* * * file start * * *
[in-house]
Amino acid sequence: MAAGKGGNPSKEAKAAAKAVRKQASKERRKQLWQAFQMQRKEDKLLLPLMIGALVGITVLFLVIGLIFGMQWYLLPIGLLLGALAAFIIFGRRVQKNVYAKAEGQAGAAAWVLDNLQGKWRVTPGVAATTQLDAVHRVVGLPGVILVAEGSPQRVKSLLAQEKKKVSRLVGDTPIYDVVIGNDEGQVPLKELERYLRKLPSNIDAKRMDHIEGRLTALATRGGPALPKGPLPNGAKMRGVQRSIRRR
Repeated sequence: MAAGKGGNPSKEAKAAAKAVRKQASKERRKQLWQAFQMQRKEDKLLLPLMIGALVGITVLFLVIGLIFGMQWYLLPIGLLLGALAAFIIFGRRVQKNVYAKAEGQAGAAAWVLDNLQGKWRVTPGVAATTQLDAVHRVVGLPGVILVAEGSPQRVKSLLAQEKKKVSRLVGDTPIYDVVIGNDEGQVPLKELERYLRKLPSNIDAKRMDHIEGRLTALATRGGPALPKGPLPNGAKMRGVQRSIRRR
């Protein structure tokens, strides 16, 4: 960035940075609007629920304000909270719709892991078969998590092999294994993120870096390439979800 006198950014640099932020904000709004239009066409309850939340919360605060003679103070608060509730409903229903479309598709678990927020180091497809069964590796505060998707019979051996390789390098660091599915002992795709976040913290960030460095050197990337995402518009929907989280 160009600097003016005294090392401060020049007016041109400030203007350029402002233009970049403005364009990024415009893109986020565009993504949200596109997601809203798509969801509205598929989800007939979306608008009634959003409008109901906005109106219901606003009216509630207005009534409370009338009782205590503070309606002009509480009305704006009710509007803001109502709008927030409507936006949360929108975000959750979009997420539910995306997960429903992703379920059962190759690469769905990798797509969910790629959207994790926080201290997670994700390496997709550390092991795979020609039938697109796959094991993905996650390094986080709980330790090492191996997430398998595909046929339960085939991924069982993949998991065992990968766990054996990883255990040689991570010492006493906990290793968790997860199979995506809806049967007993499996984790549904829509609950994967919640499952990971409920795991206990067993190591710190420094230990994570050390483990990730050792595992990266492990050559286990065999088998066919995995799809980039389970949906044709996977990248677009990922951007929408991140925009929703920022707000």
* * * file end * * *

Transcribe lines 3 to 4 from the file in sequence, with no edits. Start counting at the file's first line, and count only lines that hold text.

Repeated sequence: MAAGKGGNPSKEAKAAAKAVRKQASKERRKQLWQAFQMQRKEDKLLLPLMIGALVGITVLFLVIGLIFGMQWYLLPIGLLLGALAAFIIFGRRVQKNVYAKAEGQAGAAAWVLDNLQGKWRVTPGVAATTQLDAVHRVVGLPGVILVAEGSPQRVKSLLAQEKKKVSRLVGDTPIYDVVIGNDEGQVPLKELERYLRKLPSNIDAKRMDHIEGRLTALATRGGPALPKGPLPNGAKMRGVQRSIRRR
């Protein structure tokens, strides 16, 4: 960035940075609007629920304000909270719709892991078969998590092999294994993120870096390439979800 006198950014640099932020904000709004239009066409309850939340919360605060003679103070608060509730409903229903479309598709678990927020180091497809069964590796505060998707019979051996390789390098660091599915002992795709976040913290960030460095050197990337995402518009929907989280 160009600097003016005294090392401060020049007016041109400030203007350029402002233009970049403005364009990024415009893109986020565009993504949200596109997601809203798509969801509205598929989800007939979306608008009634959003409008109901906005109106219901606003009216509630207005009534409370009338009782205590503070309606002009509480009305704006009710509007803001109502709008927030409507936006949360929108975000959750979009997420539910995306997960429903992703379920059962190759690469769905990798797509969910790629959207994790926080201290997670994700390496997709550390092991795979020609039938697109796959094991993905996650390094986080709980330790090492191996997430398998595909046929339960085939991924069982993949998991065992990968766990054996990883255990040689991570010492006493906990290793968790997860199979995506809806049967007993499996984790549904829509609950994967919640499952990971409920795991206990067993190591710190420094230990994570050390483990990730050792595992990266492990050559286990065999088998066919995995799809980039389970949906044709996977990248677009990922951007929408991140925009929703920022707000």